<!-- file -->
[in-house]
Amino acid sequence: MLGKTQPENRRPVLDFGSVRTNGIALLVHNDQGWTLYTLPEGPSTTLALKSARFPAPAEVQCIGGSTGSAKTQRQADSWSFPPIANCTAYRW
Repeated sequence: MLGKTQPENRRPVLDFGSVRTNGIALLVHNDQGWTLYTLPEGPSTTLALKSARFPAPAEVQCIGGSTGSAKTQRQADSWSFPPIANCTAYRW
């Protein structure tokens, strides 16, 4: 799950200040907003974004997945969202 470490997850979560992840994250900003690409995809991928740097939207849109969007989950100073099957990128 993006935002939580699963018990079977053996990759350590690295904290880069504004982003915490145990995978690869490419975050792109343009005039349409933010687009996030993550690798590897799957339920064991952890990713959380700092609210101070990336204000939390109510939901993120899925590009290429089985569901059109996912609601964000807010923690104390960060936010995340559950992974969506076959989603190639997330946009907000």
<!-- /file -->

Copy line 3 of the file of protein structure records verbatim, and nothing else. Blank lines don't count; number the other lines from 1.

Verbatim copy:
Repeated sequence: MLGKTQPENRRPVLDFGSVRTNGIALLVHNDQGWTLYTLPEGPSTTLALKSARFPAPAEVQCIGGSTGSAKTQRQADSWSFPPIANCTAYRW